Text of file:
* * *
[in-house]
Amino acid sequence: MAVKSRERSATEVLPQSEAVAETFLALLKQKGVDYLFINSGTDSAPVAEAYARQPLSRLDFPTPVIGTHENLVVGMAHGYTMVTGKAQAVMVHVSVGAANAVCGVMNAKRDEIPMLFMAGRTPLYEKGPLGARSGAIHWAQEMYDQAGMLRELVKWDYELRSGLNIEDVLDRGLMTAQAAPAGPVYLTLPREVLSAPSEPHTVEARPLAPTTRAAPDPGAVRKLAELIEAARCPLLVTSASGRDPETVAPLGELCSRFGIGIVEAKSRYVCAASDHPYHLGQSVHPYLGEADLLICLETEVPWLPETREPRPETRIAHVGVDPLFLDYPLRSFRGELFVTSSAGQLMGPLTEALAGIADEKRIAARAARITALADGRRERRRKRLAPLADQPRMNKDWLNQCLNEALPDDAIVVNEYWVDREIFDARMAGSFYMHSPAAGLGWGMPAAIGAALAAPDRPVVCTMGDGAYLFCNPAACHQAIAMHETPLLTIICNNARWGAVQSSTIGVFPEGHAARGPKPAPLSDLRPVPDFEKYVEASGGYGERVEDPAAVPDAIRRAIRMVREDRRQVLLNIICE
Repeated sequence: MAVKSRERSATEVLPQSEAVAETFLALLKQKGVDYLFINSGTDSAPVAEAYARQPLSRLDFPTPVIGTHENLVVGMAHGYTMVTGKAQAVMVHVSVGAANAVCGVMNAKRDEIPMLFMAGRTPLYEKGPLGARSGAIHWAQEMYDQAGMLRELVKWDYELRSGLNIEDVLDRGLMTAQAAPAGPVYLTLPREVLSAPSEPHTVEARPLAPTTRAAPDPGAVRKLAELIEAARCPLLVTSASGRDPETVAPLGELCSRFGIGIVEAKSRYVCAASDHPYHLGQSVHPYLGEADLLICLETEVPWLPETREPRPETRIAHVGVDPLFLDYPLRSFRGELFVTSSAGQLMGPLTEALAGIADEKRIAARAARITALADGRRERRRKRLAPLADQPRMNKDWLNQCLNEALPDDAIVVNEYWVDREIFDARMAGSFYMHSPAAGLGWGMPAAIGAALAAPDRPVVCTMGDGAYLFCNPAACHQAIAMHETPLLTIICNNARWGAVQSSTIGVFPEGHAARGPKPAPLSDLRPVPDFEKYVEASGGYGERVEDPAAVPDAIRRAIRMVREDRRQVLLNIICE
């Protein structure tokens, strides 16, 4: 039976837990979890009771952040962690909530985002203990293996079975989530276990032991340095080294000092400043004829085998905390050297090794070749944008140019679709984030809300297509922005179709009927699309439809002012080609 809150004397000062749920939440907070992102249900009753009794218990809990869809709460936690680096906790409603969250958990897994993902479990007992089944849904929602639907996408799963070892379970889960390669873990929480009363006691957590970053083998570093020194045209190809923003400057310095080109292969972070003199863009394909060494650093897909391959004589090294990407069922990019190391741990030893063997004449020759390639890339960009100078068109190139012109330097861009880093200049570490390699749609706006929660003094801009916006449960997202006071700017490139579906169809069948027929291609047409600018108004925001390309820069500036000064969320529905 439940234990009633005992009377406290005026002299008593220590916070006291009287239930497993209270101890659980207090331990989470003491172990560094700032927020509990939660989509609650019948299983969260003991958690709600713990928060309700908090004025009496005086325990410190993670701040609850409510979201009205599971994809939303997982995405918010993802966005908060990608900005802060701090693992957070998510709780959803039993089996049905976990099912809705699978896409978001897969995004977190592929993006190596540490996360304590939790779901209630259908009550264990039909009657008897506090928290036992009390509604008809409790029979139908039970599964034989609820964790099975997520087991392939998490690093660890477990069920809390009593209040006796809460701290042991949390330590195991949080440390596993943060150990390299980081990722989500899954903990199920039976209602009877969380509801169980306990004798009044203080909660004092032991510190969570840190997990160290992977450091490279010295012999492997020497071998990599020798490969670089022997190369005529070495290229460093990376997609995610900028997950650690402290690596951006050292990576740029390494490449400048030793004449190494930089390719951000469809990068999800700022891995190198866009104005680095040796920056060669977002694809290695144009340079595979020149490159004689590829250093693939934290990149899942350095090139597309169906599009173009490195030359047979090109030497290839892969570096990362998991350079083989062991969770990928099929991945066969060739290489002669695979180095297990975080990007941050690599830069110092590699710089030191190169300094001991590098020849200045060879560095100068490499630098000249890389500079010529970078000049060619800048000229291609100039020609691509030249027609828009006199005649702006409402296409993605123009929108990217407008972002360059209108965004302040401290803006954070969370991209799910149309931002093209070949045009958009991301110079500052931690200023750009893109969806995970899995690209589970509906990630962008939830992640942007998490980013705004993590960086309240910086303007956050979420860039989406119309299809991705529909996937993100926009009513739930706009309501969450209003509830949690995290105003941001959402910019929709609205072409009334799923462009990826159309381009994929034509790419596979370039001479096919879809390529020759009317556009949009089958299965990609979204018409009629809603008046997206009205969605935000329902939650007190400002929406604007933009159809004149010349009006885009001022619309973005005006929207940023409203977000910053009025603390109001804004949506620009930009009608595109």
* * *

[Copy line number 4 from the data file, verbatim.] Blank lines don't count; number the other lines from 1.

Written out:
């Protein structure tokens, strides 16, 4: 039976837990979890009771952040962690909530985002203990293996079975989530276990032991340095080294000092400043004829085998905390050297090794070749944008140019679709984030809300297509922005179709009927699309439809002012080609 809150004397000062749920939440907070992102249900009753009794218990809990869809709460936690680096906790409603969250958990897994993902479990007992089944849904929602639907996408799963070892379970889960390669873990929480009363006691957590970053083998570093020194045209190809923003400057310095080109292969972070003199863009394909060494650093897909391959004589090294990407069922990019190391741990030893063997004449020759390639890339960009100078068109190139012109330097861009880093200049570490390699749609706006929660003094801009916006449960997202006071700017490139579906169809069948027929291609047409600018108004925001390309820069500036000064969320529905 439940234990009633005992009377406290005026002299008593220590916070006291009287239930497993209270101890659980207090331990989470003491172990560094700032927020509990939660989509609650019948299983969260003991958690709600713990928060309700908090004025009496005086325990410190993670701040609850409510979201009205599971994809939303997982995405918010993802966005908060990608900005802060701090693992957070998510709780959803039993089996049905976990099912809705699978896409978001897969995004977190592929993006190596540490996360304590939790779901209630259908009550264990039909009657008897506090928290036992009390509604008809409790029979139908039970599964034989609820964790099975997520087991392939998490690093660890477990069920809390009593209040006796809460701290042991949390330590195991949080440390596993943060150990390299980081990722989500899954903990199920039976209602009877969380509801169980306990004798009044203080909660004092032991510190969570840190997990160290992977450091490279010295012999492997020497071998990599020798490969670089022997190369005529070495290229460093990376997609995610900028997950650690402290690596951006050292990576740029390494490449400048030793004449190494930089390719951000469809990068999800700022891995190198866009104005680095040796920056060669977002694809290695144009340079595979020149490159004689590829250093693939934290990149899942350095090139597309169906599009173009490195030359047979090109030497290839892969570096990362998991350079083989062991969770990928099929991945066969060739290489002669695979180095297990975080990007941050690599830069110092590699710089030191190169300094001991590098020849200045060879560095100068490499630098000249890389500079010529970078000049060619800048000229291609100039020609691509030249027609828009006199005649702006409402296409993605123009929108990217407008972002360059209108965004302040401290803006954070969370991209799910149309931002093209070949045009958009991301110079500052931690200023750009893109969806995970899995690209589970509906990630962008939830992640942007998490980013705004993590960086309240910086303007956050979420860039989406119309299809991705529909996937993100926009009513739930706009309501969450209003509830949690995290105003941001959402910019929709609205072409009334799923462009990826159309381009994929034509790419596979370039001479096919879809390529020759009317556009949009089958299965990609979204018409009629809603008046997206009205969605935000329902939650007190400002929406604007933009159809004149010349009006885009001022619309973005005006929207940023409203977000910053009025603390109001804004949506620009930009009608595109």